Strategic bond funds compared | the morning star

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Ollie Smith: It’s been a tough year for bond investors. there is no doubt. But our analyst thinks flexible bond funds still have something to offer in this environment. Giovanni Cafaro joins me now.

Giovanni, can you tell us a bit more about what flexible bond funds are and what they can currently offer?

Giovanni Cafaro: Hello, Ollie, and thank you for inviting me today. Thus, flexible global bond funds can be exposed to different sectors. So, for example, government bonds and corporate bonds, to name a few, across credit quality, ranging from investment grade to high yield and geography, in also considering the monetary element here. Thus, flexible bond fund managers tend to take a tactical and dynamic approach in adjusting the characteristics of their portfolio to implement their views. Thus, perhaps the two most important factors to consider here are credit risk and duration risk, hence the sensitivity of the portfolio to changes in interest rates.

In terms of performance, year-to-date, the sterling-hedged version of the global flexible bond fund category is down 14% at the end of last week. And to put that in comparison, global government bonds are down 13.7%, global corporate bonds are down 21.6%, and global high yield bonds are down 14.4%. %. But what is perhaps most interesting given the macro backdrop is the level of dispersion we’ve seen within the category, both in terms of the performance and positioning of these funds, and that highlights perhaps, from an investor perspective, the importance of relying on experienced investment teams and processes that have been tested through various economic cycles.

Smith: So the two funds you want to highlight specifically today – which is the first and what is its strategy?

Coffee: Of course. So the first one I wanted to talk about today is the Janus Henderson Strategic Bond Fund. The strategy is managed by John Pattullo and Jenna Barnard, co-heads of the Janus Henderson Strategic Fixed Income team, and together they have managed the fund since December 2008. The strategy has historically shown a credit bias, including the high performance, and sector allocation was the main driver of performance here. The shape of the portfolio is primarily influenced by the managers’ assessments of macroeconomic and market factors. However, top-down views are associated with security analysis, which is performed by both portfolio managers and their credit team.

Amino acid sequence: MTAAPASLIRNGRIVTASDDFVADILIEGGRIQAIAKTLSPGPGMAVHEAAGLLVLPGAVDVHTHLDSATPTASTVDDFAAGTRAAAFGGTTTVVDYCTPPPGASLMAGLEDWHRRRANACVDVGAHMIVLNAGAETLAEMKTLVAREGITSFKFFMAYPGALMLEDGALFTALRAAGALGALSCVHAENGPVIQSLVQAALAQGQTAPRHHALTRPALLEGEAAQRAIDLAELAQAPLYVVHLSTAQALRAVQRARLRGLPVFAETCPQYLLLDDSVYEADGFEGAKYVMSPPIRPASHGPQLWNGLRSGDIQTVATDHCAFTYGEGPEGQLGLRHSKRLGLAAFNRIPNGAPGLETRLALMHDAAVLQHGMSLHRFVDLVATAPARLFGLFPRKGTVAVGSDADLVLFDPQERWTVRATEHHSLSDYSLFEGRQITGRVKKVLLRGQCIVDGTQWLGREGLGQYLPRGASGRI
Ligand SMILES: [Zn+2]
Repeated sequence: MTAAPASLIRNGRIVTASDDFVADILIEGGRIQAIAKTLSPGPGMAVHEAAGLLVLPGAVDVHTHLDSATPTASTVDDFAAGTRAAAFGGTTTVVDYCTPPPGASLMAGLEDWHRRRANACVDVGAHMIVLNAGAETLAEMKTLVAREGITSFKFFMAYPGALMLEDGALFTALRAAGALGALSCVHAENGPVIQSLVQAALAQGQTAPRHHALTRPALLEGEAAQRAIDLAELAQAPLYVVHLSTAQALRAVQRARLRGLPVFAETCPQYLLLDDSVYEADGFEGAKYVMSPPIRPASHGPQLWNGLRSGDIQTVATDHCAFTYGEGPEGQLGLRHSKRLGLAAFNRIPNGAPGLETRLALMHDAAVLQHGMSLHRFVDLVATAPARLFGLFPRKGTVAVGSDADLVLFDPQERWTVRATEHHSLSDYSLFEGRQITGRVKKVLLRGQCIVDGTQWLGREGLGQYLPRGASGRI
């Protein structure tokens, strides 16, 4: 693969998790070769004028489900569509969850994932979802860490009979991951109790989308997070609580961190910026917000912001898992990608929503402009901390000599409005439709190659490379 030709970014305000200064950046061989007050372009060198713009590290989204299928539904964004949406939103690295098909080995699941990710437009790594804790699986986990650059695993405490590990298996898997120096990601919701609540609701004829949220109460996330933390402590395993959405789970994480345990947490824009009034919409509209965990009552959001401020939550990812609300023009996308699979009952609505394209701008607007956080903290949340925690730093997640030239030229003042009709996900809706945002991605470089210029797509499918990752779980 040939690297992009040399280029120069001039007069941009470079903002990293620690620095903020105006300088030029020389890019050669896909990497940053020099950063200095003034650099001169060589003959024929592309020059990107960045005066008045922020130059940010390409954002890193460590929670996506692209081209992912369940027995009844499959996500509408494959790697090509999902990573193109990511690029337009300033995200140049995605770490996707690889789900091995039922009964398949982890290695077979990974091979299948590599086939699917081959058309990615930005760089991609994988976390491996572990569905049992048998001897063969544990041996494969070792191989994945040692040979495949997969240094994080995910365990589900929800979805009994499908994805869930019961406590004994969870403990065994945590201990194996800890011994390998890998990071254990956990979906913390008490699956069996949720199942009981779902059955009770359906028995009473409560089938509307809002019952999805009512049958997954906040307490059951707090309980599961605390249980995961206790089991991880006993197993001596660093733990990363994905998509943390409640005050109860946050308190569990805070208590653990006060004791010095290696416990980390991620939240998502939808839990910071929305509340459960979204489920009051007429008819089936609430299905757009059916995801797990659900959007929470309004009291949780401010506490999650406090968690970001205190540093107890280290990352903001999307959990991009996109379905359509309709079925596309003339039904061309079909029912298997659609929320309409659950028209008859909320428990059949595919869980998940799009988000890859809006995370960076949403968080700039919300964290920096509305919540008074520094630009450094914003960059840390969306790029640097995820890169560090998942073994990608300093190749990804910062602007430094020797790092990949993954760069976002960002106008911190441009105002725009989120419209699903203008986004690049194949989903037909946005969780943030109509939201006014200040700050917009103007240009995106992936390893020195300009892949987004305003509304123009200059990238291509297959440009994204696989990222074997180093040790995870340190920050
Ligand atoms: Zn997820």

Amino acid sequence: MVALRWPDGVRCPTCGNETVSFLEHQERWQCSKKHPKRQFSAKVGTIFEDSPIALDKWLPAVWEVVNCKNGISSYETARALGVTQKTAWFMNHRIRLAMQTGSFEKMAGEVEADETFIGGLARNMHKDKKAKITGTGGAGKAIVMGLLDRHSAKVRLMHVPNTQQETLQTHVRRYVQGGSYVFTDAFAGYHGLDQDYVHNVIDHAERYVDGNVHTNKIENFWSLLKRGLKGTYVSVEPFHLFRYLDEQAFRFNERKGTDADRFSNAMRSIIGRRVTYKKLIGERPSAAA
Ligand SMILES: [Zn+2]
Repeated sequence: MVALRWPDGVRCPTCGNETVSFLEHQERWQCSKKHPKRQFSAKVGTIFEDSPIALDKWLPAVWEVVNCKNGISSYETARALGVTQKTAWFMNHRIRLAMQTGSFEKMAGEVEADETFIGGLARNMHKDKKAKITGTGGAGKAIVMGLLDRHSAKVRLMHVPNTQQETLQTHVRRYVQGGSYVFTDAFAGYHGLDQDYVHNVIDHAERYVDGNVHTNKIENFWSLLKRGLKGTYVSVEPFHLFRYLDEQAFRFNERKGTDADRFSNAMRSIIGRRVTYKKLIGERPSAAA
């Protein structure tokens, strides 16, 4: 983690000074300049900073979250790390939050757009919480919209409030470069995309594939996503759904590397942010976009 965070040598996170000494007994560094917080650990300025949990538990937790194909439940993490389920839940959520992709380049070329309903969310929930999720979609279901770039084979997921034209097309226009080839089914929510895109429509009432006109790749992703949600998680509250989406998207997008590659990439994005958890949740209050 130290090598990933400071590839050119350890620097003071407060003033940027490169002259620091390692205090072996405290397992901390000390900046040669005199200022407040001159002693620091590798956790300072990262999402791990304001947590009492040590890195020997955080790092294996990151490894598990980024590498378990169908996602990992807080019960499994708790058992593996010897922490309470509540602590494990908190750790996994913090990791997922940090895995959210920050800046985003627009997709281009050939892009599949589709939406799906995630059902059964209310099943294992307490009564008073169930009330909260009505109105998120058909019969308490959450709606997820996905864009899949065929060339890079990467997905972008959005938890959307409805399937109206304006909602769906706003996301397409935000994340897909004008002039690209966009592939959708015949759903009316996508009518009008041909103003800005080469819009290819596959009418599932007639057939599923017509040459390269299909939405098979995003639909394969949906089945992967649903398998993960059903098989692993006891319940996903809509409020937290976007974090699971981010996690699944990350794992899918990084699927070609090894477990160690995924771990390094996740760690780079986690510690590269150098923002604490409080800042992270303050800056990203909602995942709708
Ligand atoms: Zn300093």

So since the start of the year, they shifted to a more defensive positioning during the period, as managers expected the global economy to face a severe growth crisis. And in portfolio terms, that translates into an increased exposure to government bonds from around 10% at the end of last year to 50% at the end of August, because they see them as the best risk/return option in a severe downturn scenario. And that came at the expense of their credit allocation with their high yield exposure dropping to around 10% at the end of August. Sector-wise, they have maintained a preference for high-quality, defensive and stable sectors, and they generally favor large-cap, liquid and somewhat non-cyclical companies and adapt their style to, for example, certain areas of the fixed market. income range such as emerging markets, distressed debt or certain sectors such as energy. In terms of duration, they started the year with a very short duration at three years, and they gradually increased it to 8.5 years at the end of August, mainly through US and Australian interest rate exposures.

Smith: And the second of the two funds, how does that differ strategically?

Coffee: Of course. So, the second fund is the Jupiter Strategic Bond Fund. The fund is managed by experienced portfolio manager Ariel Bezalel, who has led the fund since its inception in 2008, and he has over two decades of portfolio management experience, but is also backed by Harry Richards , who was promoted to fund manager most recently in 2019.

The fund aims to generate income while considering capital preservation using a so-called barbell approach, balancing the capital preservation characteristics of investment grade government bonds with the income generating elements of their exposure to high yield debt with more marginal exposures. investment grade debt and emerging market companies. Thus, Bezalel’s active and opportunistic approach has added value over time and resulted in a strong balance sheet.

Year-to-date, their exposure to high yield has increased slightly from 55% to 60% as managers have taken advantage of distressed valuations as attractive entry points. However, they have kept a fairly conservative book favoring short-term issues and more defensive sectors. And that move was underpinned by their belief that current yield and spread levels truly represent the generational opportunity for fixed income investors. And from an economic point of view, the slowdown in growth suggests that central banks could adopt a loser’s policy if the economy falls into recession. And also due to these expectations, the duration of the portfolio was increased to 7.9 years at the end of August, from 4.9 years at the end of last year.

Smith: Great. To learn more about global fixed income markets and their reaction to movements in the macro world, visit one of our international websites, including Morningstar.co.uk. Until next time, thanks to Giovanni, I was Ollie Smith for Morningstar.

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